In addition to therapy, your treatment team may suggest specific medications to help you manage your PTSD symptoms so you can focus on treatment. Based on the intensity of your symptoms and the level to which they interfere with your treatment success, antidepressants, anti-anxiety medications, or sleep aids may be included in your program for a short time.

Women's Mental Health

PTSD in Women

Unfortunately, the type of trauma that leads to post-traumatic stress disorder is not rare. It is believed as many as six out of every ten men and five out of every ten women will experience at least one traumatic event in their lifetime. Each year, as many as 8 million adults in the United States meet the diagnostic criteria for post-traumatic stress disorder. Of those, nearly 40% will struggle with severe mental health impairment resulting from their symptoms. Although, as previously noted, post-traumatic stress disorder can affect both genders, a vast body of statistics indicates there are notable gender differences in the prevalence of PTSD for men and women. Based on data from the National Center for PTSD, approximately 4% of men will experience PTSD during their lives; however, more than 10% of women will struggle with the same mental health condition. Additionally, multiple research studies suggest women are more than twice as likely to experience post-traumatic stress disorder. Several factors could lead to the difference in prevalence rates between PTSD in women and men. Examples include the type of trauma, gender expectations, and coping strategies for stress.
PTSD Rehab in California

Casa Serena

What to Expect in PTSD Treatment Centers for Women

The symptoms you experience when you struggle with PTSD are pervasive, overwhelming, and often seem impossible to manage without help and support. Like many other mental health struggles, it is crucial to seek help for PTSD early to receive the most effective and comprehensive treatment possible. It is also important to note that the symptoms you experience when struggling with PTSD may not look the same as those of someone else. For this reason, it is crucial to seek help at a treatment center like Casa Serena, where members of the treatment team will work with you to design a treatment plan based specifically on your needs, symptoms, and desired treatment outcomes.

The most effective treatment programs for post-traumatic stress disorder are those that incorporate a combination of therapeutic models to produce a holistic, well-rounded treatment program. At a PTSD treatment center for women, you can expect to participate in a variety of therapy and support groups. Additionally, depending on your specific needs and the severity of your symptoms, your mental health provider may recommend medications to help alleviate the severity of some of the more intense symptoms so you can focus on therapy and recovery.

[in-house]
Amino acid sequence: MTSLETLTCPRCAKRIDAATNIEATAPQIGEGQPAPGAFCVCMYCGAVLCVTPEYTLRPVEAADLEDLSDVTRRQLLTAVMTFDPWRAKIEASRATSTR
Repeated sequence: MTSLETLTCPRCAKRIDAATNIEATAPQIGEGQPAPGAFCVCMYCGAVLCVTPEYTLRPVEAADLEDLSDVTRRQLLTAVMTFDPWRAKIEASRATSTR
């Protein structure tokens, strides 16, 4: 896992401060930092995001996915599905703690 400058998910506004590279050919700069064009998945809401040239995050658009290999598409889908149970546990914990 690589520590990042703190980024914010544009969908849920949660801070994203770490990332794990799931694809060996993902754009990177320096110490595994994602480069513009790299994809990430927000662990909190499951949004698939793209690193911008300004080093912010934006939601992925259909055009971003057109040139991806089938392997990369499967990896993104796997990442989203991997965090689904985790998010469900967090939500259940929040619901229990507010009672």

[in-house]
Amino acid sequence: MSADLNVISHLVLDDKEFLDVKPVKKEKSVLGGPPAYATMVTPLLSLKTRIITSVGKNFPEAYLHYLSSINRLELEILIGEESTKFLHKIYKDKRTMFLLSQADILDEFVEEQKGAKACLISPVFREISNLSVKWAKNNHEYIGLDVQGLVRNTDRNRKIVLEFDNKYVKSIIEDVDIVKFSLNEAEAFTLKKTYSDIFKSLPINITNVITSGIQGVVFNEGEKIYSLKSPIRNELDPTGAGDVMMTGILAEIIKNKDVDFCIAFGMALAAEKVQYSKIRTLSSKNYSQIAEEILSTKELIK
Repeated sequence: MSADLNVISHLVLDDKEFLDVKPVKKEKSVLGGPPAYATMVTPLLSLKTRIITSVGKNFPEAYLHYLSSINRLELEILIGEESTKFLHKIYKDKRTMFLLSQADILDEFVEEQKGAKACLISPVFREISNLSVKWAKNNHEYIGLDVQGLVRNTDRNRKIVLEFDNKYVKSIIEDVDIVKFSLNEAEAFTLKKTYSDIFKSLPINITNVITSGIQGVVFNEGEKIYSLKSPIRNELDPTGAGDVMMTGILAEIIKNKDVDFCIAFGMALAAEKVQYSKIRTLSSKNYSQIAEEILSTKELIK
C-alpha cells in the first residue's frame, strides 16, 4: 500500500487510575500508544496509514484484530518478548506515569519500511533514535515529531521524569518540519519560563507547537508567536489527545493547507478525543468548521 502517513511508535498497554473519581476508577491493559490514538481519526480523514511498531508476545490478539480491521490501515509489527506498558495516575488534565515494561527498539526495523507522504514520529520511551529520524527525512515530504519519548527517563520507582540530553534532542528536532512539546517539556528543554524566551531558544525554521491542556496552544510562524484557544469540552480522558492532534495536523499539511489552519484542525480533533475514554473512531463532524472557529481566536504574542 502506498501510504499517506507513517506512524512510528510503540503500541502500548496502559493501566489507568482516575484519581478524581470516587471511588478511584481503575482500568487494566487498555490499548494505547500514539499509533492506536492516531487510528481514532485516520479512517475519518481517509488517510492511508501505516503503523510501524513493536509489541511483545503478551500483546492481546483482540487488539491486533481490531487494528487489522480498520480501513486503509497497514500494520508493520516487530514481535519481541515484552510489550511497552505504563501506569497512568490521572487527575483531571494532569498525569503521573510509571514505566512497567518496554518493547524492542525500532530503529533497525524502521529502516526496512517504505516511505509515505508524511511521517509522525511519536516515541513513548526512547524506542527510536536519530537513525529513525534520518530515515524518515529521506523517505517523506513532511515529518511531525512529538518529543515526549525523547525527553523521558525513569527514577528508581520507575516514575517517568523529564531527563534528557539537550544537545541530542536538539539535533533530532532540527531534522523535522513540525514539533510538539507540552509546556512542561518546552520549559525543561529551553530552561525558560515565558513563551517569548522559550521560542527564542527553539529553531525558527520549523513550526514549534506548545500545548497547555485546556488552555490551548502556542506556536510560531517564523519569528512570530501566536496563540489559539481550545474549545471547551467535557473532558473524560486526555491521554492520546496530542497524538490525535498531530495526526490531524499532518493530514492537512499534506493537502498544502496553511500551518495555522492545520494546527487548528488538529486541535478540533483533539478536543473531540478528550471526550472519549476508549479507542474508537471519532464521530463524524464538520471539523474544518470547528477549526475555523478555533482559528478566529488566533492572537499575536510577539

A vital component of recovery from PTSD is therapy. Cognitive-behavioral therapy is a frequently used, highly effective therapeutic model used to address a wide range of emotional and behavioral conditions. Cognitive-behavioral therapy (often referred to as simply CBT) is a form of treatment designed to help you identify and examine the feelings and emotions that lead to painful symptoms. Although it may seem challenging at first, it is crucial to consider the thoughts you have about your trauma and how those thoughts are contributing to your struggles in overcoming PTSD. You will be encouraged to remember the feelings you had at the time of the event, as well as consider the feelings you still have now. Once you better understand your thoughts and emotions surrounding the event, it is possible to "change" those thoughts to develop healthier, more effective ways of managing your trauma.

At a women's PTSD treatment center, therapy sessions will take place in various environments, including one-to-one therapy and group or peer support sessions. The most important element of seeking help for PTSD in a woman's treatment center is that therapy occurs in a safe and supported environment where you can feel safe recalling trauma and communicating about your trauma. As part of therapy, you will learn and practice effective coping strategies to use when thoughts, emotions, or actions directly related to your trauma are triggered. At Casa Serena, our treatment centers are women-focused, meaning you will be surrounded by a group of like-minded women who share a similar experience and similar treatment goals. The ability to work towards recovery surrounded by peers allows you to learn, grow, and progress towards resolving unhealthy feelings about trauma in an environment where you feel safe and supported throughout the treatment process.

In addition to therapy, your treatment team may suggest specific medications to help you manage your PTSD symptoms so you can focus on treatment. Based on the intensity of your symptoms and the level to which they interfere with your treatment success, antidepressants, anti-anxiety medications, or sleep aids may be included in your program for a short time.
Call Now Button